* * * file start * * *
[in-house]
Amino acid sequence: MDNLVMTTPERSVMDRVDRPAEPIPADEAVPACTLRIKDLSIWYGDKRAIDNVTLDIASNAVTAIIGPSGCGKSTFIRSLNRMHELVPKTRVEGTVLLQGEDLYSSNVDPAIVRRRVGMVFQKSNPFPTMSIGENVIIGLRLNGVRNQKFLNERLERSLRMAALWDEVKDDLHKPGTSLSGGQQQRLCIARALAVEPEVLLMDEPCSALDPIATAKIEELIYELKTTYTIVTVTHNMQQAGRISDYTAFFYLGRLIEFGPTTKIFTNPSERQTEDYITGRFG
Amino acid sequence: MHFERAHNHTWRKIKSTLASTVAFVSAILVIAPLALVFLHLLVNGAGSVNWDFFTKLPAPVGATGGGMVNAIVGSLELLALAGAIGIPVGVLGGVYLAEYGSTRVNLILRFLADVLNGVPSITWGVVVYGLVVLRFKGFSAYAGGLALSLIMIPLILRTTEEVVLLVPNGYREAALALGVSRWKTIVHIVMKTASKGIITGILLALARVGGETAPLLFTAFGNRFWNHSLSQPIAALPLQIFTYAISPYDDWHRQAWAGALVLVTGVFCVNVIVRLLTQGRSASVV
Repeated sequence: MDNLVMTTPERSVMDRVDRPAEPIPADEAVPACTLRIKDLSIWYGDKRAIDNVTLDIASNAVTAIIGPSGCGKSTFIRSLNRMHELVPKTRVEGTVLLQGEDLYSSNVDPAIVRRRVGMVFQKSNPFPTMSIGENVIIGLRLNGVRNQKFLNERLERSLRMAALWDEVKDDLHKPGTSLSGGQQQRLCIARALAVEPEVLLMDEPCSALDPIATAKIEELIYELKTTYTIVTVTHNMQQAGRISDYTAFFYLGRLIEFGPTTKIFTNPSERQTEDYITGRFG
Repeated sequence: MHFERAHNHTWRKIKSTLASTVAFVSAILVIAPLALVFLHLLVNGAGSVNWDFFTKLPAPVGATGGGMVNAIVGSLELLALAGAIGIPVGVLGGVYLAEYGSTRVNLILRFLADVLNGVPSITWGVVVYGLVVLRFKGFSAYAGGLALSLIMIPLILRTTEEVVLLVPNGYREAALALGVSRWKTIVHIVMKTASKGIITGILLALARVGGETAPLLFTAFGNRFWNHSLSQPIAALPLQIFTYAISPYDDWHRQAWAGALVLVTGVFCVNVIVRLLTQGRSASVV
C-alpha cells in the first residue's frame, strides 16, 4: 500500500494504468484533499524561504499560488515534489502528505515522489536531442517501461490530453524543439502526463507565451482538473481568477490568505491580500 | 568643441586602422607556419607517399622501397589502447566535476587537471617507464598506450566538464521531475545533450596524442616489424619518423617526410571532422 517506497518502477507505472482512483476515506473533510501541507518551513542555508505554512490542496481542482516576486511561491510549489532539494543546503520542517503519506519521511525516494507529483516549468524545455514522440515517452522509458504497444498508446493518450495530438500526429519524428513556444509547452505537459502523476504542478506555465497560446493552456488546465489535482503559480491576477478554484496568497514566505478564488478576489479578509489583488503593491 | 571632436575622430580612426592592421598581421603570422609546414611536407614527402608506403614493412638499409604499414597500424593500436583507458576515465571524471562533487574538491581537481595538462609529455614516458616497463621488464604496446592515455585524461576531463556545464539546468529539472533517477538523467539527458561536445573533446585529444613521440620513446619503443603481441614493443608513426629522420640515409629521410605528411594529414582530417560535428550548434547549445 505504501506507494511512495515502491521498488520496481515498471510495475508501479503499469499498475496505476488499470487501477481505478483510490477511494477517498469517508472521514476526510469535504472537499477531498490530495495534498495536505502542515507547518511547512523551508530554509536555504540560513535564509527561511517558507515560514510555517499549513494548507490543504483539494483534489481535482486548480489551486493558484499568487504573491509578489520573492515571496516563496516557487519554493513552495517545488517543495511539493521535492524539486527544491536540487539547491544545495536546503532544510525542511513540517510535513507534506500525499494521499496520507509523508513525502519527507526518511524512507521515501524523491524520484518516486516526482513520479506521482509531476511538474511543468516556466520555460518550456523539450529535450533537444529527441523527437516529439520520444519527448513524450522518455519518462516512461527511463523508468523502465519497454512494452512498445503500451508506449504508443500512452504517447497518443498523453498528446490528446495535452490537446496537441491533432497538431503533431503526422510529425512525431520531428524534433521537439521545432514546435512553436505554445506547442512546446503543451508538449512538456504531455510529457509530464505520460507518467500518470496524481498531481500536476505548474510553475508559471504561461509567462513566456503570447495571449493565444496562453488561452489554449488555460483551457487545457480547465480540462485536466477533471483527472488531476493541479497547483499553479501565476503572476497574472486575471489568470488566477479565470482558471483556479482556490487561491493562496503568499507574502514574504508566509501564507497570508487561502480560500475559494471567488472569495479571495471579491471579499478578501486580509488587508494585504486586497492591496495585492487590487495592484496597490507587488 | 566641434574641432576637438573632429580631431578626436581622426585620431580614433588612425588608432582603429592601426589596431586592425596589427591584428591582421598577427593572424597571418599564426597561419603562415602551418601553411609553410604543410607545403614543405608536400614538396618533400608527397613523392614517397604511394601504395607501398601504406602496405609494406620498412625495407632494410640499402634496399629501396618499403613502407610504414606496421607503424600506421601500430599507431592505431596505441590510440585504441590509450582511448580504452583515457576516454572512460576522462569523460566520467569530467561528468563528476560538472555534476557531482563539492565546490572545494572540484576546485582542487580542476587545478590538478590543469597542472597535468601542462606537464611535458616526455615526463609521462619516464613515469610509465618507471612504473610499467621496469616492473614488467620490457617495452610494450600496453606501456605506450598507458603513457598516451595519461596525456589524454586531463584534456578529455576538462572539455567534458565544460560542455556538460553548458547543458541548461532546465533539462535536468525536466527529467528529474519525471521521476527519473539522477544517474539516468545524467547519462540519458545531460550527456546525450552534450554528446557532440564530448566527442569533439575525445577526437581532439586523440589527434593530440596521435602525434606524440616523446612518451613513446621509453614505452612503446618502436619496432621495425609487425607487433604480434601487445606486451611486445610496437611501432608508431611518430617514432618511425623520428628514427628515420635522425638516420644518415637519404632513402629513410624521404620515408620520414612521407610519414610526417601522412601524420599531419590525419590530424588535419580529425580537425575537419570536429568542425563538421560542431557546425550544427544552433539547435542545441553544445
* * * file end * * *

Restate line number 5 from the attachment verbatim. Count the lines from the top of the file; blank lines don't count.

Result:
Repeated sequence: MHFERAHNHTWRKIKSTLASTVAFVSAILVIAPLALVFLHLLVNGAGSVNWDFFTKLPAPVGATGGGMVNAIVGSLELLALAGAIGIPVGVLGGVYLAEYGSTRVNLILRFLADVLNGVPSITWGVVVYGLVVLRFKGFSAYAGGLALSLIMIPLILRTTEEVVLLVPNGYREAALALGVSRWKTIVHIVMKTASKGIITGILLALARVGGETAPLLFTAFGNRFWNHSLSQPIAALPLQIFTYAISPYDDWHRQAWAGALVLVTGVFCVNVIVRLLTQGRSASVV